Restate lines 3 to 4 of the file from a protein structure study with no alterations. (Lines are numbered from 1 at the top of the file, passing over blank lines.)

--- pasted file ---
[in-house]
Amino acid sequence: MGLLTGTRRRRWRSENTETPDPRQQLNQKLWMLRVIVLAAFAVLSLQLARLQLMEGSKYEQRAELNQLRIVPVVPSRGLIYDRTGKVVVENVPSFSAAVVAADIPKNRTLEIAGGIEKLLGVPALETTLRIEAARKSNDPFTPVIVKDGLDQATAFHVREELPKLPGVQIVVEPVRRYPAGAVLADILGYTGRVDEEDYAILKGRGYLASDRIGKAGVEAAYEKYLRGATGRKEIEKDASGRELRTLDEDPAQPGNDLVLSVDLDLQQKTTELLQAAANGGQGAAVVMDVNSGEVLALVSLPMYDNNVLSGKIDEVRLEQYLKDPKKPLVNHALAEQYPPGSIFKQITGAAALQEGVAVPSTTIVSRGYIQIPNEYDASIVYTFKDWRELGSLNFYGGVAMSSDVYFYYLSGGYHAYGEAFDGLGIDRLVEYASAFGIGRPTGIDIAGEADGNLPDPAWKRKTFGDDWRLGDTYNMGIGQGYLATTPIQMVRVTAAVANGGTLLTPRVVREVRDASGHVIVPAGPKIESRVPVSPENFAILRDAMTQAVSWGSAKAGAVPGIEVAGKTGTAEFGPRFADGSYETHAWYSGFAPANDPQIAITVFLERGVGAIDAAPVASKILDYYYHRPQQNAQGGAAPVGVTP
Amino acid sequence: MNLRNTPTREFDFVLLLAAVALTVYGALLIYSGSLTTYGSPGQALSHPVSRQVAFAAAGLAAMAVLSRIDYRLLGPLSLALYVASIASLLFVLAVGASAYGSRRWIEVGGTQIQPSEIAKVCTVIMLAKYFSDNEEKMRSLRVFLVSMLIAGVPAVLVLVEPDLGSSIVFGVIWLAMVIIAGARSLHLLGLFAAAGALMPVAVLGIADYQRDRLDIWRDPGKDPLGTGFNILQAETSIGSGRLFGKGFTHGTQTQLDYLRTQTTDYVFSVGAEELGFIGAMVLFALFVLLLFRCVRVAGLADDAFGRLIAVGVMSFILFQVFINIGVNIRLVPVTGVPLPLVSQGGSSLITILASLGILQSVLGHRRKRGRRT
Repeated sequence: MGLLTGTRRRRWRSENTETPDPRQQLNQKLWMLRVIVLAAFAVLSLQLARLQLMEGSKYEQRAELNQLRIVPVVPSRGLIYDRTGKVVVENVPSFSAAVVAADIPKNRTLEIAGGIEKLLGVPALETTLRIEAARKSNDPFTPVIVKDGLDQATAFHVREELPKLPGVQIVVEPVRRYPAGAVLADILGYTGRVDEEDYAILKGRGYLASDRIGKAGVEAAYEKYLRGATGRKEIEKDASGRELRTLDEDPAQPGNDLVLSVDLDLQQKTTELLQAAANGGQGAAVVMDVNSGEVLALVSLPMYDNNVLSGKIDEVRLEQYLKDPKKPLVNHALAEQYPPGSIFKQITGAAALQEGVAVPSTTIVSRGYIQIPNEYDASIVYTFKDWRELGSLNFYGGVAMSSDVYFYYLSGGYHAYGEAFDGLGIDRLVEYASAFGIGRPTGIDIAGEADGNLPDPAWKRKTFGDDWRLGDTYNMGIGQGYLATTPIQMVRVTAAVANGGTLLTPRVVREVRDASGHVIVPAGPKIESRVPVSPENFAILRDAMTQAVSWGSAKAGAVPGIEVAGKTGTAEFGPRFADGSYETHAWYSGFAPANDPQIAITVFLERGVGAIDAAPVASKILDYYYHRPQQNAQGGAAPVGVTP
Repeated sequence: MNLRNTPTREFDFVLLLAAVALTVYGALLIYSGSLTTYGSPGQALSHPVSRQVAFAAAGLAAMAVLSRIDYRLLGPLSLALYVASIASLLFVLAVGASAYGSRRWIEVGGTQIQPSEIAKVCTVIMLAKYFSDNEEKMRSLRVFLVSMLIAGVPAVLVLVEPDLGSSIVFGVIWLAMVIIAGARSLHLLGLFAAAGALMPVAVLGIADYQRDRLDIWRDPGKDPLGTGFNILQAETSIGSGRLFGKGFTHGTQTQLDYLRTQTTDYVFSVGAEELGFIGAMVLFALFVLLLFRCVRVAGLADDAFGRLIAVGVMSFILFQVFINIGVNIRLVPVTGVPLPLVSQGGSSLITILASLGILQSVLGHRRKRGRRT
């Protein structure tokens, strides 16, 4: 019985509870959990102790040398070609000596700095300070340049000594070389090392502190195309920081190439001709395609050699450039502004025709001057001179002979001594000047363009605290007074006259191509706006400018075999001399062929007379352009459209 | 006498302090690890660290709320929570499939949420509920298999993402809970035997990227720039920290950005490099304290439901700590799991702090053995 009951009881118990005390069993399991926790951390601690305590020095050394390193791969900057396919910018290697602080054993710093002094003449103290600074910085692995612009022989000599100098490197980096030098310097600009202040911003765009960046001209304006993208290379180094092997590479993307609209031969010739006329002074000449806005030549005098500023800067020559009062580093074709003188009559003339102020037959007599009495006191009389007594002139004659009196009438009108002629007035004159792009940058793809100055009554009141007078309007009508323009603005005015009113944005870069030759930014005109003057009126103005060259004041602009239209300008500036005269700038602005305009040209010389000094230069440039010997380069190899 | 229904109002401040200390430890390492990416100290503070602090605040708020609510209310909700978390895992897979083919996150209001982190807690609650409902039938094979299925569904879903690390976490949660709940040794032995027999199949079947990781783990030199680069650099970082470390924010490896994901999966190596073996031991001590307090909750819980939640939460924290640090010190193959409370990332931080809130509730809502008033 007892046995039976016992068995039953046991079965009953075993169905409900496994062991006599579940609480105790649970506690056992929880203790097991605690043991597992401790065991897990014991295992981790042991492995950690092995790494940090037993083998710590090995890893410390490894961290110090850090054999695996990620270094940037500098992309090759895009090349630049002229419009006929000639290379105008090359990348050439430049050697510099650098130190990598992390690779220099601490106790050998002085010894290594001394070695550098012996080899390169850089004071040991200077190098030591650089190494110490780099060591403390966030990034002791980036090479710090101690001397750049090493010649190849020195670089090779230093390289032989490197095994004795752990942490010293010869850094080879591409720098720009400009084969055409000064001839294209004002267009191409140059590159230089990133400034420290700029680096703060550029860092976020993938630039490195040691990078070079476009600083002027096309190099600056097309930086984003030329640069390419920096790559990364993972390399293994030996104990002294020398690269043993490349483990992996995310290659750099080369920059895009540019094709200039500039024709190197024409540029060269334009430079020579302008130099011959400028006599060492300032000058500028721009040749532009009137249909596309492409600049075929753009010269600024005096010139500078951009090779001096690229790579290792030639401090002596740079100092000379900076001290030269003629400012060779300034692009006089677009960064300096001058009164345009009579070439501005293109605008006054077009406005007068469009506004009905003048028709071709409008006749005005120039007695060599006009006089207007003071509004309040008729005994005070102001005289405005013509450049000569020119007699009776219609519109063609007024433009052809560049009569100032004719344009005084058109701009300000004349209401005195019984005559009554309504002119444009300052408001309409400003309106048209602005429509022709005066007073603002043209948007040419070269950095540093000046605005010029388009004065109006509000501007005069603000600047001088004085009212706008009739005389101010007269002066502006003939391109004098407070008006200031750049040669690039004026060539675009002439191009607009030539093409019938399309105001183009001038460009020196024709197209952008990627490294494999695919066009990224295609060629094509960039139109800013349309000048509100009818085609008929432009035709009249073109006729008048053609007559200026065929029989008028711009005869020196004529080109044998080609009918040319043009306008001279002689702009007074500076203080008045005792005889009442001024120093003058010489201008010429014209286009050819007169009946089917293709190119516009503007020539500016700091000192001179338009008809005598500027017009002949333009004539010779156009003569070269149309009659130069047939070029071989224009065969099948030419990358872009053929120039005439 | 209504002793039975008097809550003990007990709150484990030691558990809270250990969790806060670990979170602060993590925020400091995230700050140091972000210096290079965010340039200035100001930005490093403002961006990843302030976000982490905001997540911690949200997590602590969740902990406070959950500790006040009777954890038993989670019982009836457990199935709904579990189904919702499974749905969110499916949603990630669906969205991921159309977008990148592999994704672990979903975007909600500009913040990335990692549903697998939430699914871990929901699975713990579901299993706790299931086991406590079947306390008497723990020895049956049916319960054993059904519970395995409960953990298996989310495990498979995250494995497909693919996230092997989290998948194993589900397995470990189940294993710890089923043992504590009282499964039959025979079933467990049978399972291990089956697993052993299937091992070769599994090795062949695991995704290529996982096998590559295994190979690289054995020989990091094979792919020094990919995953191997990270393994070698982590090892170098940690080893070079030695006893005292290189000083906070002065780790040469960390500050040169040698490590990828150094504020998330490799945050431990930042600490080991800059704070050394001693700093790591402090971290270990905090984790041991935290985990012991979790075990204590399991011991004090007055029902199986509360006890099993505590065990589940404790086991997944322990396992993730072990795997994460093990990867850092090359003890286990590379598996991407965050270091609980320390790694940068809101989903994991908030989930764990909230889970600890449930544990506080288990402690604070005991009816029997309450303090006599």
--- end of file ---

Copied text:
Amino acid sequence: MNLRNTPTREFDFVLLLAAVALTVYGALLIYSGSLTTYGSPGQALSHPVSRQVAFAAAGLAAMAVLSRIDYRLLGPLSLALYVASIASLLFVLAVGASAYGSRRWIEVGGTQIQPSEIAKVCTVIMLAKYFSDNEEKMRSLRVFLVSMLIAGVPAVLVLVEPDLGSSIVFGVIWLAMVIIAGARSLHLLGLFAAAGALMPVAVLGIADYQRDRLDIWRDPGKDPLGTGFNILQAETSIGSGRLFGKGFTHGTQTQLDYLRTQTTDYVFSVGAEELGFIGAMVLFALFVLLLFRCVRVAGLADDAFGRLIAVGVMSFILFQVFINIGVNIRLVPVTGVPLPLVSQGGSSLITILASLGILQSVLGHRRKRGRRT
Repeated sequence: MGLLTGTRRRRWRSENTETPDPRQQLNQKLWMLRVIVLAAFAVLSLQLARLQLMEGSKYEQRAELNQLRIVPVVPSRGLIYDRTGKVVVENVPSFSAAVVAADIPKNRTLEIAGGIEKLLGVPALETTLRIEAARKSNDPFTPVIVKDGLDQATAFHVREELPKLPGVQIVVEPVRRYPAGAVLADILGYTGRVDEEDYAILKGRGYLASDRIGKAGVEAAYEKYLRGATGRKEIEKDASGRELRTLDEDPAQPGNDLVLSVDLDLQQKTTELLQAAANGGQGAAVVMDVNSGEVLALVSLPMYDNNVLSGKIDEVRLEQYLKDPKKPLVNHALAEQYPPGSIFKQITGAAALQEGVAVPSTTIVSRGYIQIPNEYDASIVYTFKDWRELGSLNFYGGVAMSSDVYFYYLSGGYHAYGEAFDGLGIDRLVEYASAFGIGRPTGIDIAGEADGNLPDPAWKRKTFGDDWRLGDTYNMGIGQGYLATTPIQMVRVTAAVANGGTLLTPRVVREVRDASGHVIVPAGPKIESRVPVSPENFAILRDAMTQAVSWGSAKAGAVPGIEVAGKTGTAEFGPRFADGSYETHAWYSGFAPANDPQIAITVFLERGVGAIDAAPVASKILDYYYHRPQQNAQGGAAPVGVTP